Leaders can call to the best in us. I thought often of the inspiring flag signal Horatio Nelson sent on the eve of Trafalgar. “England expects every man will do his duty.” The flags above the Victory didn’t ask or demand obedience in the upcoming fight; they expressed Nelson’s unshakable admiration for and faith in the sailors and patriots he knew them to be.

Stanley A. McChrystal, My Share of the Task (2013)

Books

Burke on Ambitious Parliaments

Edmund Burke watched the progress of the French Revolution not with the enthusiasm of the age but with an eye to cold reality. He was a Whig, to his very boots, and believed in constitutional government, and Burke would have been cheered to see France progress to a constitutional settlement as England had done a hundred years before, but what he saw unfolding in France was very different. In 1790, the year after the Revolution broke out, and while deepened in its course, Burke wrote his most famous work; Reflections on the Revolution in France.

The National Assembly, after the Tennis Court Oath, moved to usurp all power in the state: instead of acting like the British parliament, it moved to seize not only legislative and constitutive power, but the powers of the executive government also. Burke realised the dangers.

Our own House of Commons has latterly begun to assert an unwonted authority. By convention, the Government is answerable to the House of Commons, but recently the Commons has tried to usurp executive power and exercise that power themselves. Various turbulent MPs have been tipped by the commentariat as “virtual Prime Minister” of this new, unconstitutional Parliamentarian regime.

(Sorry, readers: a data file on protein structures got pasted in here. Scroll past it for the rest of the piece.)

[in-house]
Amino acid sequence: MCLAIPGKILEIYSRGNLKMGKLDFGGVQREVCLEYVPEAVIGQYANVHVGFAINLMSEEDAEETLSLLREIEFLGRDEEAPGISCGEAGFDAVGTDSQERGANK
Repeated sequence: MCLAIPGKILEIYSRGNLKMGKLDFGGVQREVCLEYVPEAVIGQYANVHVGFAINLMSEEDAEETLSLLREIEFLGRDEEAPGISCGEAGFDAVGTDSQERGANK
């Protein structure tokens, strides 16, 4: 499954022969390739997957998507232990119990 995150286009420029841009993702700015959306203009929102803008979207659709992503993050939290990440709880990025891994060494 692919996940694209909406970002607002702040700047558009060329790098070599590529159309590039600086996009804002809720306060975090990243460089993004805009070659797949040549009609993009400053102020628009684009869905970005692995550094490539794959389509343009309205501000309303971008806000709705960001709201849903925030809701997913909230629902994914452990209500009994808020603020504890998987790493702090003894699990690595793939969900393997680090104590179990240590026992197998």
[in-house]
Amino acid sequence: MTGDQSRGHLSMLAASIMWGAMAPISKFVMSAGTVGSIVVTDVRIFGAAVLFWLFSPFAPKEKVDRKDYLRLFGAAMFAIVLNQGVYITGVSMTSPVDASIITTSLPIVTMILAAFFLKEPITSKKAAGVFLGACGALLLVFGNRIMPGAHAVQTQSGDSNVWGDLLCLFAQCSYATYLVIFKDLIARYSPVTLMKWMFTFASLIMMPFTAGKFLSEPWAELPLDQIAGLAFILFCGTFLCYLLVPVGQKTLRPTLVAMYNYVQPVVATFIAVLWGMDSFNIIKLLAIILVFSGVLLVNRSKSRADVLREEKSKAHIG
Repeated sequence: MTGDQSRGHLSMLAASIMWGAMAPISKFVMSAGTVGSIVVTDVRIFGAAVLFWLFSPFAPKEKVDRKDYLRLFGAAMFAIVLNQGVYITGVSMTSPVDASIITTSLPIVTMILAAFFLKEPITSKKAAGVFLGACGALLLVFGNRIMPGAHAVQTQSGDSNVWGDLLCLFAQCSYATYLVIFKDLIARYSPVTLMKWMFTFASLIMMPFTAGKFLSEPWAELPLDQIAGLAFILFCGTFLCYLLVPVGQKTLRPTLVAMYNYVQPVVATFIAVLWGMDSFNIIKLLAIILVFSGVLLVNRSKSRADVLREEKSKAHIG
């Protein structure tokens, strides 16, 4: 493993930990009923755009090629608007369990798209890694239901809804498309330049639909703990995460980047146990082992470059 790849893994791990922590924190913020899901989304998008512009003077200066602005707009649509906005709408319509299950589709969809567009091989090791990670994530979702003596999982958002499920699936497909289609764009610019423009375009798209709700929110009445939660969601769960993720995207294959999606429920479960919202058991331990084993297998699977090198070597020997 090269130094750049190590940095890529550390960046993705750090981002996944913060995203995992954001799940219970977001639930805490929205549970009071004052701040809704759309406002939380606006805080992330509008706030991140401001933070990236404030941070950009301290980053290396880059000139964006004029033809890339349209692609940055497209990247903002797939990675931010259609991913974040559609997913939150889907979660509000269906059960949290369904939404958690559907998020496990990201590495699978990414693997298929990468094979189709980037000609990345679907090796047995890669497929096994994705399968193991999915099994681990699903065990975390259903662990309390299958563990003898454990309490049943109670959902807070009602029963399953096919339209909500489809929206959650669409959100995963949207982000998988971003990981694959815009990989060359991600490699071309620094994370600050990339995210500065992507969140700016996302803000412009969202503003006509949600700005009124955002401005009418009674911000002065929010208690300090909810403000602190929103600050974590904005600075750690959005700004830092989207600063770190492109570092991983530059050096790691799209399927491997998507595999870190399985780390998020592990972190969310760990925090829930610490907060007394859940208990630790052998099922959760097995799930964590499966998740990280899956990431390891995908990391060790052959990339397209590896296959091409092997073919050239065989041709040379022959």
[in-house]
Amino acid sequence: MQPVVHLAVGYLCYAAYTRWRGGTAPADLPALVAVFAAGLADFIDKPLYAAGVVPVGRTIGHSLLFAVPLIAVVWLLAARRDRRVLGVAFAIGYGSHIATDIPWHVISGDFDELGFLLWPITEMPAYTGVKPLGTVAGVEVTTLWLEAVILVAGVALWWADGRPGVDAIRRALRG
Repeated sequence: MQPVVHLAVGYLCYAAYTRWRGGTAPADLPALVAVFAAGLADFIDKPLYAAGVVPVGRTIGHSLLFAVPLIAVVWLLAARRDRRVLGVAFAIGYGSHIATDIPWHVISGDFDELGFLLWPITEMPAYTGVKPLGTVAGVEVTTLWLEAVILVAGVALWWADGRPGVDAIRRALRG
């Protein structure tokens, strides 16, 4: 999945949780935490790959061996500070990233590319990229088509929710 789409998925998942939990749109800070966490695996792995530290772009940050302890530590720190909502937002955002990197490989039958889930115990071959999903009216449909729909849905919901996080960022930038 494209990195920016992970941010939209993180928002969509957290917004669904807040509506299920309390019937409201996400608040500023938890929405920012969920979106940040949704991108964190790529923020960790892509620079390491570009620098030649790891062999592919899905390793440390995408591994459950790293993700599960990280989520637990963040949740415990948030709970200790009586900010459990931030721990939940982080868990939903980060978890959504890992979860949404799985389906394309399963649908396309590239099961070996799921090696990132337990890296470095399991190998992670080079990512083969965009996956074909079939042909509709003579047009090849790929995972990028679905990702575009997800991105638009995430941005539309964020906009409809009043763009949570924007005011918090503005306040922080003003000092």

Burke could see the outcome where the national assembly sought to exercise executive control and to command the army:

Men who have an interest to pursue are extremely sagacious in discovering the true seat of power. They must soon perceive that those who can negative indefinitely in reality appoint. The officers must, therefore, look to their intrigues in that Assembly as the sole certain road to promotion.

It is, besides, to be considered whether an assembly like yours, even supposing that it was in possession of another sort of organ through which its orders were to pass, is fit for promoting the obedience and discipline of an army. It is known that armies have hitherto yielded a very precarious and uncertain obedience to any senate or popular authority; and they will least of all yield it to an assembly which is only to have a continuance of two years. The officers must totally lose the characteristic disposition of military men if they see with perfect submission and due admiration the dominion of pleaders; especially when they find that they have a new court to pay to an endless succession of those pleaders, whose military policy, and the genius of whose command (if they should have any), must be as uncertain as their duration is transient.

In the weakness of one kind of authority, and in the fluctuation of all, the officers of an army will remain for some time mutinous and full of faction until some popular general, who understands the art of conciliating the soldiery, and who possesses the true spirit of command, shall draw the eyes of all men upon himself. Armies will obey him on his personal account. There is no other way of securing military obedience in this state of things. But the moment in which that event shall happen, the person who really commands the army is your master—the master (that is little) of your king, the master of your Assembly, the master of your whole republic.